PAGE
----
Floating-Rate Note Funds: Too Good to Be True?

Welcome to MutualFunds.com

Please help us personalize your experience and select the one that best describes you.

Your personalized experience is almost ready.

Join other Individual Investors receiving FREE personalized market updates and research. Join other Institutional Investors receiving FREE personalized market updates and research. Join other Financial Advisors receiving FREE personalized market updates and research.

Thank you!

Check your email and confirm your subscription to complete your personalized experience.

Thank you for your submission

We hope you enjoy your experience

Channels

Fixed income news, reports, video and more.

Municipal bonds news, reports, video and more.

Practice management news, reports, video and more.

Portfolio management news, reports, video and more.

Retirement news, reports, video and more.

Learn from industry thought leaders and expert market participants.

Find the latest content and information here about the 2019 Charles Schwab Impact Conference.

Advisors

Receive email updates about fund flows, news, upcoming CE accredited webcasts from industry thought leaders and more.

Content focused on helping financial advisors build successful client relationships and grow their business.

Content geared towards helping financial advisors build better client portfolios.

Get insights on the industry trends and investment news from leading fund managers and experts.

Floating-Rate Note Funds: Too Good to Be True?

Stacks of Money
Every time interest rates are low, investors begin to make mistakes. They tend to engage in activities that they otherwise wouldn’t undertake—such as stretching for yield by taking on credit risk—if rates were at more “normal” levels like 4% or 5%.
With Treasury yields having been at extremely low levels for seven years now, and with money market accounts paying virtually nothing, many investors haven’t been able to resist the siren call of higher yields, especially if they can get them without taking term risk (the risk of rising interest rates). Unfortunately, investors frequently seem to forget that yield and return aren’t synonymous.

In addition to the search for incremental yield, concern regarding the potential for rising interest rates has led many investors to seek alternative ways to protect against a rise in interest rates without sacrificing yield. The dual concerns have led many investors to consider floating-rate bond funds (also known as bank loans).

How Rates Are Set

Interest payments for floating-rate notes are determined based on a floating reference rate, such as LIBOR (the London Interbank Offered Rate), plus a fixed spread. Depending on the loan agreement, the rate is adjusted periodically, typically at intervals of 30, 60 or 90 days.

Because the coupon rate floats with the current market rate, floating-rate notes exhibit minimal price sensitivity to changes in interest rate levels. Thus, they offer some protection against unexpected inflation. The benefits of this instrument seem to blind investors to its drawbacks.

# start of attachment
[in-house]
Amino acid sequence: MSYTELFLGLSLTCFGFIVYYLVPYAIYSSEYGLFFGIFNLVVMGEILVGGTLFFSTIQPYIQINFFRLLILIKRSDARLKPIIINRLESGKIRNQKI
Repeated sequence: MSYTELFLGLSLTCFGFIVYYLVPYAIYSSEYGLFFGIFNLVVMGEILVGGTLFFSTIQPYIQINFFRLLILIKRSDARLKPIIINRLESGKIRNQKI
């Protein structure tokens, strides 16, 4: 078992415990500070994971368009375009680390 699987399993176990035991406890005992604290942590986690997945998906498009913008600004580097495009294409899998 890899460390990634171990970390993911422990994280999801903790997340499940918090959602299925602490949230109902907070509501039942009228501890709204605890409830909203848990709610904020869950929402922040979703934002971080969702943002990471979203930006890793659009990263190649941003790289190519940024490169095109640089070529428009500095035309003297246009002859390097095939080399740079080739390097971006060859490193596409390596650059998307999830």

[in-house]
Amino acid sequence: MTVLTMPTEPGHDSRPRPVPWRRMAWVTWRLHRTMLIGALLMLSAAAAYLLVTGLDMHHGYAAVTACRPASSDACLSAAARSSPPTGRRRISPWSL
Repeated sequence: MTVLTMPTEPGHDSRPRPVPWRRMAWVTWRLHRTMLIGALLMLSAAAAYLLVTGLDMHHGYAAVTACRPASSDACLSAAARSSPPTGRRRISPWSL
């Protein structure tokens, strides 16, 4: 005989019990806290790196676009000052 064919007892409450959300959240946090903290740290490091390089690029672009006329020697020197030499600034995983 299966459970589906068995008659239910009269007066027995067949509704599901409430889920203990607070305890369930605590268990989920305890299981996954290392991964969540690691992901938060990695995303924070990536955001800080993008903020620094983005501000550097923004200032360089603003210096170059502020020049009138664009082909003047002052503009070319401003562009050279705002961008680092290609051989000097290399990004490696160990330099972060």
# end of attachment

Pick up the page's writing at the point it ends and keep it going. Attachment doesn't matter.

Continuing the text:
Trading Term Risk for Default Risk

Floating-rate loans most commonly serve as an alternative source of financing for companies whose credit quality is rated below investment grade. Loans that carry below-investment-grade ratings are typically referred to as either high-yield or junk. Thus, they entail significant credit risk.

Unfortunately, credit risk tends to show up at exactly the wrong time: when equities are getting hit as well. In other words, just when you require the bonds in your portfolio to provide shelter from the storm—as Treasuries typically do—the risks of corporate loans show up in the fixed income you’re holding and both your stocks and bonds are hit at the same time.

This is exactly what happened in 2008 when floating-rate funds averaged losses of 29%, underperforming the Barclays Capital U.S. Aggregate Bond Index by 34%—not exactly the safe haven that bonds are supposed to be. A second negative can be high costs. The average asset-weighted expense ratio for floating-rate mutual funds and ETFs is about 0.9%.

Peeking Inside

Let’s look at what’s inside these funds to see why you shouldn’t consider investing in them. To start, floating-rate note funds purchase corporate loans from banks. Keep in mind that companies with the strongest credit don’t need to go to banks. They typically get their funding directly from the capital markets. So, typically, you won’t be investing in investment-grade credit this way.

That means that even though your investment is not an equity investment, it will have a significant amount of equity-like risk. And the problem is that you’re not being appropriately compensated for that risk. The bank, for instance, may not be passing on the full credit spread, and the funds are taking a big cut of the spread in the form of their expense ratios. For example, the DWS Floating Rate Plus Fund (DFRAX), with $1.4 billion in assets as of January 28, 2016, carries a sales load of 2.75% and has an expense ratio of 1.06%.

The result is that investors are taking all of the credit risk without receiving anything near the market’s required return. What’s more, the “Plus” in the fund’s name could well apply to the amount of credit risk that investors are taking. The fund has a credit makeup of 3% BBB (the lowest investment grade), 26% BB (speculative), 62% B (very speculative) and 9% below B (extremely speculative), of which 5% is not even rated.

The credit quality is reflected in the highly negative correlation between annual changes in the option-adjusted spread (OAS) of the Barclays U.S. Corporate Bond Index (a very common measurement of U.S. credit risk) and the 12-month rolling returns of the floating-rate benchmark. This strong inverse relationship reflects the tendency of floating-rate fund returns to move in the opposite direction of credit spreads. Given this relationship, it shouldn’t come as a surprise that DFRAX lost 28.1% in 2008—reflecting both the nature of its credit risk and the equity-like nature of that risk.

As another example, we’ll take a look at the PowerShares Senior Loan Portfolio ETF (BKLN), with $3.8 billion in assets. The good news is that the fund’s expense ratio is “just” 0.65%. Its credit quality is also somewhat better than DFRAX: 14% of its portfolio is BBB, 44% is BB, 29% is B and 11% is below B, with 5% of that unrated.